BUFFALO, N.Y. (WIVB) — Bills Mafia and giving back to the community is a winning combination. One Williamsville middle school student is trying to follow in his favorite player’s foot steps.

Cameron Hiller is a fifth grader at Casey Middle School. Now, he can add entrepreneur to his resume after he started making pencils to sell at a craft show at his school.

“It’s fun. I enjoy making the pencils. For people to enjoy buying them, it’s a win-win situation,” Cameron Hiller, founder of Pencil Headz, told News 4. “We needed an idea, me and my friend. So I was doing some research with him and we came across something like that and I thought it would be fun for kids. You can twirl them.”

From there, his organization Pencil Headz was formed. It started with a few Bills Mafia themed pencils inspired by his favorite player Dawson Knox. Now, he has made many different designs, even creating speciality pencils for specific events and causes. He made several different designs to sell at other craft shows, but he didn’t want to keep the money. Instead, he decided to donate a portion of his profits to P.U.N.T. Pediatric Cancer Collaborative.

“Originally, we thought we were going to keep the money, but then we donated 20 percent to P.U.N.T., and then that number grew over time,” Hiller added.

This is a grassroots effort, something P.U.N.T. Pediatric Cancer Collaborative says matches their foundation’s mission. Hiller hopes others in Western New York are inspired to give back to their community.

“To have a fifth grader come through your door with this wonderful idea. So conscientious, so dedicated to make this a success,” Gwen Mysiak, executive director of P.U.N.T. Pediatric Cancer Collaborative, said. “People like this that inspire other people and all of the sudden we are able to serve these families in the way they need. We’re really proud to work with Cameron and be apart of this.”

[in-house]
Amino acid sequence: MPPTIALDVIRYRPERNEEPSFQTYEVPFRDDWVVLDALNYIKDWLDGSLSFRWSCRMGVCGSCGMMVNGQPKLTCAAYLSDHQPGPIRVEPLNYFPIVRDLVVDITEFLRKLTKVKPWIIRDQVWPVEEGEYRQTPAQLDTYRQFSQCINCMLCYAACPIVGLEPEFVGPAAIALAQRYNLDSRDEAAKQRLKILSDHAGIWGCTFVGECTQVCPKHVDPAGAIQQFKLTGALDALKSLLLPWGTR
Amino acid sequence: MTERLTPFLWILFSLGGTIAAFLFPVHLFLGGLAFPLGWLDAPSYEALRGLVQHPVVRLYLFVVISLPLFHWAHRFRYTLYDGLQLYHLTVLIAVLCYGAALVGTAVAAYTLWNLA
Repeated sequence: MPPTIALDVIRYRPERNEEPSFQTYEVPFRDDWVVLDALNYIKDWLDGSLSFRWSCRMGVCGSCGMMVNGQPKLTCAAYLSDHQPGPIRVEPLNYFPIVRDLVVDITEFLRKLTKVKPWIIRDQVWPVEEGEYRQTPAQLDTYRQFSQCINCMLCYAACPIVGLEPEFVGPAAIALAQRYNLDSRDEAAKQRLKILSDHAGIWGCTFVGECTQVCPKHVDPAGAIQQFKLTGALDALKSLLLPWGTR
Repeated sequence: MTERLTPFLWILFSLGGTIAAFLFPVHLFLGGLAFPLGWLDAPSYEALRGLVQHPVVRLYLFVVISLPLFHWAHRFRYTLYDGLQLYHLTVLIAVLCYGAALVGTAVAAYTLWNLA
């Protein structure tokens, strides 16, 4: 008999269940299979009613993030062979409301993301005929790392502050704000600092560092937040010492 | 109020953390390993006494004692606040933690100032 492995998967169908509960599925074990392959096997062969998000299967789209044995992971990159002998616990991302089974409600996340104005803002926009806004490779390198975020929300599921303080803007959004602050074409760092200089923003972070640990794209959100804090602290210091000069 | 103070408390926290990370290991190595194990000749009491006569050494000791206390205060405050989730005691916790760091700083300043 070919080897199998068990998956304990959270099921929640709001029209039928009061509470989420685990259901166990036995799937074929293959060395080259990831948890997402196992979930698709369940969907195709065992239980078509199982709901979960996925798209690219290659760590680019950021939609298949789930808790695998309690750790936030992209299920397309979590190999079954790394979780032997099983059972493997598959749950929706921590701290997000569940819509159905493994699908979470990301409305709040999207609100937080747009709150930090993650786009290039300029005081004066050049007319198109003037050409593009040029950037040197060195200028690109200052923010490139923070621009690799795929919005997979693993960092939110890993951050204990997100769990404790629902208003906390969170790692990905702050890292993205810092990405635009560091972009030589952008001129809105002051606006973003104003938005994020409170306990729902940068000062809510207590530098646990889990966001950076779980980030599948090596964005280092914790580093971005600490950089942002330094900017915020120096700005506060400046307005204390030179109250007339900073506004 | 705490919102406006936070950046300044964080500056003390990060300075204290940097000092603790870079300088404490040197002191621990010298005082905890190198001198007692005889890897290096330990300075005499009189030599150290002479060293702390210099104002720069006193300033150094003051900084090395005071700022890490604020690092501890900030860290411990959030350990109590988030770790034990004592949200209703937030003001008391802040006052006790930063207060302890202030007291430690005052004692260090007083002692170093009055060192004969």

Because of Cameron’s hard work, the organization surprised him with a FaceTime call from his favorite Bills’ player. The call with Knox was brief, but the message of gratitude was clear.

“I can’t thank you enough for that. I can’t say enough good things about them and the hard work they do, so I can’t thank you enough for your help. I mean that’s incredible,” Knox said.

Hiller has sold more than 200 pencils so far and raised more than $500. His goal is to keep selling these specialty pencils and raise $1,000.

“The money that I raise goes straight to bills that families can’t afford,” Hiller said. “It feels good [to help].”

His message is simple: small acts of kindness can make a world of difference for a neighbor in need.

“If you want to achieve something, it’s doable but it takes works. It’s effort,” Hiller concluded.

Inspiring others to make change, one pencil at a time.